Noise pollution doesn't just annoy your neighbors or keep you from sleeping. It's just possible that, when we make too much noise, we alter the balance between predators and prey in an ecosystem. And these toads show us how.

Spadefoot toads are masters at staying alive. They have to be. They're toads that live in the desert. Native to Arizona, these animals can stay buried in sand, not moving, eating, or drinking for multiple years at a time. Half a decade of living as a dried-out mummy has no effect on the toad, which pops back to life with a little water and a few hours of work.

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It then crawls out into a newly-awakened desert, replete with things that want to eat it. To stay alive in this environment, it needs another form of protection, a kind of acoustic camouflage which Dr. Bernie Krause terms a "biophony." Biophonies are the aggregate sounds made by non-human animals, and they can serve many purposes.

Spadefoot toads have a lot to get done during their short trips to the surface of the desert. They need to find water, in the form of a pond deep enough to house tadpoles for the duration of their aquatic life. To make tadpoles they need to find other spadefoot toads. And they need to allure these other toads in order to get them to mate. To do so, spadefoot make mating calls. These calls expose them to more than just their mates. Predators come down to the ponds, and a loudly croaking toad is an easy meal.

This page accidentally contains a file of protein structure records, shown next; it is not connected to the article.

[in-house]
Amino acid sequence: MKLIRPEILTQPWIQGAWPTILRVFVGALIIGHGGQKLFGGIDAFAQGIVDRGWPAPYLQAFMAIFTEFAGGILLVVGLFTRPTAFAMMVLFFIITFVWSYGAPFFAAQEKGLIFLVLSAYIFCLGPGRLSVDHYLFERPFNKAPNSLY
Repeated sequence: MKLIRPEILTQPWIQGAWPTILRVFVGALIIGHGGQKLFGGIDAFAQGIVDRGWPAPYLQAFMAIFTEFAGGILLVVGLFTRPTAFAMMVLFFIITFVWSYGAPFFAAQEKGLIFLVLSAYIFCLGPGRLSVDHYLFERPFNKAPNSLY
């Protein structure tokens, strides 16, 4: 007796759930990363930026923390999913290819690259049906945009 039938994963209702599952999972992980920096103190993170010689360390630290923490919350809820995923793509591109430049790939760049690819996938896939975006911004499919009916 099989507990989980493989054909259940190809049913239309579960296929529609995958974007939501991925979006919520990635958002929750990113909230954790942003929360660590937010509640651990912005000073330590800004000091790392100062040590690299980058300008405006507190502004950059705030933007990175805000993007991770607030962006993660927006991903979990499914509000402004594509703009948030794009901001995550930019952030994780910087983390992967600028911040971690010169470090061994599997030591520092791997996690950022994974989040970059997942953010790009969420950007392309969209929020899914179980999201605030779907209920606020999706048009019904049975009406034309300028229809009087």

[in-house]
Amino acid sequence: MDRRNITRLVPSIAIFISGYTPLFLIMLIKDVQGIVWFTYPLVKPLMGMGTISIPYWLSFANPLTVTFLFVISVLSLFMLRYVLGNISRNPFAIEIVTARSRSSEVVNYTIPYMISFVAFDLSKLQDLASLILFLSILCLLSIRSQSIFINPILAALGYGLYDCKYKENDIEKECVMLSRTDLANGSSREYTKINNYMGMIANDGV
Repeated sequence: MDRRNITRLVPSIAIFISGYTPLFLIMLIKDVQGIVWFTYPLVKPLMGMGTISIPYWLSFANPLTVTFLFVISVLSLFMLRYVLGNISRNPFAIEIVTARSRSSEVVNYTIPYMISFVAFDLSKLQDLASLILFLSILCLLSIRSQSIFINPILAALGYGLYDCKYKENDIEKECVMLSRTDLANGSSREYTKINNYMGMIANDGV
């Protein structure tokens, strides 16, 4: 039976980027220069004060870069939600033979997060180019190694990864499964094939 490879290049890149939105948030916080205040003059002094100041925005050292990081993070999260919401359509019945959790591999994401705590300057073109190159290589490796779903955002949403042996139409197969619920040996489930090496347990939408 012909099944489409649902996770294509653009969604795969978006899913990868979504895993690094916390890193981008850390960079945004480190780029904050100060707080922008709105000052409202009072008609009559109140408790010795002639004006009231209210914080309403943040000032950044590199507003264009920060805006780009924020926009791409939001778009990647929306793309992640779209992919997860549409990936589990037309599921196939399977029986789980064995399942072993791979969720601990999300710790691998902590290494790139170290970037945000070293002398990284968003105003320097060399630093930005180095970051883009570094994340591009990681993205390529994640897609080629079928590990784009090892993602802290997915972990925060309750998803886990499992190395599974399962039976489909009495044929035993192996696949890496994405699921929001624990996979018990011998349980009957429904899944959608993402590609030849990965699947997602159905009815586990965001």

Hundreds of loudly croaking toads are another matter. When these toads get together, they croak in a kind of synchronicity. The toads themselves are able to tell the difference between individuals, but to humans and to predators the group sounds like a confusing chorus, an all-encompassing sound that is hard to resolve into individual croaks.

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The toads aren't on autopilot. In order to maintain this synchronicity, they need to be able to keep in contact with each other. When a loud noise, like a jet engine, disrupts their ability to hear each other, they fall out of sync and quiet down. Once they're quiet, each individual that tries to get a chorus going exposes itself to predators. It can take half an hour, during which the braver toads become snacks, to get back in sync with each other.

Video: Arizona Game and Fish Department

[Via The Great Animal Orchestra.]

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